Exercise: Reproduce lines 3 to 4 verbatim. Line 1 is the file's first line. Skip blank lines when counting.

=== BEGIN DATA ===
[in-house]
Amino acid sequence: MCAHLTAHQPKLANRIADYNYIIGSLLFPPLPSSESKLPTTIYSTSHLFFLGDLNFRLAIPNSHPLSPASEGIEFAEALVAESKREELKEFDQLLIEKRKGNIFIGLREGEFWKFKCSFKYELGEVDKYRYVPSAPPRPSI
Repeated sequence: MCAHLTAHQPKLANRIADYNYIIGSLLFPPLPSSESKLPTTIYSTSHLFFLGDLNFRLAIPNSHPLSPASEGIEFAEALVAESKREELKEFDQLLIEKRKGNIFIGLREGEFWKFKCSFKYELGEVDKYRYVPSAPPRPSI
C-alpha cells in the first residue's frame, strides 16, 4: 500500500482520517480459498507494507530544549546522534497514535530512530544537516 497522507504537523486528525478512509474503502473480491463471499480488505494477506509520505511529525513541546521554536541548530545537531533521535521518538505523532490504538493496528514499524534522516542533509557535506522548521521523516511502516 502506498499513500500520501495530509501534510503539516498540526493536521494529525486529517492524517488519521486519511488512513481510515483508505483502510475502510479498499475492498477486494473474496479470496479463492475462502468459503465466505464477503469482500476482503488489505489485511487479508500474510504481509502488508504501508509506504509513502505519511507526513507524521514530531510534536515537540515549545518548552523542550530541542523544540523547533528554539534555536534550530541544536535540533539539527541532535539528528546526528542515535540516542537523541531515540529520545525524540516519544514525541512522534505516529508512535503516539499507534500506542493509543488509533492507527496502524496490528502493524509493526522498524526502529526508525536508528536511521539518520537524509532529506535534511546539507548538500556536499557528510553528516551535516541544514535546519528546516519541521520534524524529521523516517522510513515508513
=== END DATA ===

Repeated sequence: MCAHLTAHQPKLANRIADYNYIIGSLLFPPLPSSESKLPTTIYSTSHLFFLGDLNFRLAIPNSHPLSPASEGIEFAEALVAESKREELKEFDQLLIEKRKGNIFIGLREGEFWKFKCSFKYELGEVDKYRYVPSAPPRPSI
C-alpha cells in the first residue's frame, strides 16, 4: 500500500482520517480459498507494507530544549546522534497514535530512530544537516 497522507504537523486528525478512509474503502473480491463471499480488505494477506509520505511529525513541546521554536541548530545537531533521535521518538505523532490504538493496528514499524534522516542533509557535506522548521521523516511502516 502506498499513500500520501495530509501534510503539516498540526493536521494529525486529517492524517488519521486519511488512513481510515483508505483502510475502510479498499475492498477486494473474496479470496479463492475462502468459503465466505464477503469482500476482503488489505489485511487479508500474510504481509502488508504501508509506504509513502505519511507526513507524521514530531510534536515537540515549545518548552523542550530541542523544540523547533528554539534555536534550530541544536535540533539539527541532535539528528546526528542515535540516542537523541531515540529520545525524540516519544514525541512522534505516529508512535503516539499507534500506542493509543488509533492507527496502524496490528502493524509493526522498524526502529526508525536508528536511521539518520537524509532529506535534511546539507548538500556536499557528510553528516551535516541544514535546519528546516519541521520534524524529521523516517522510513515508513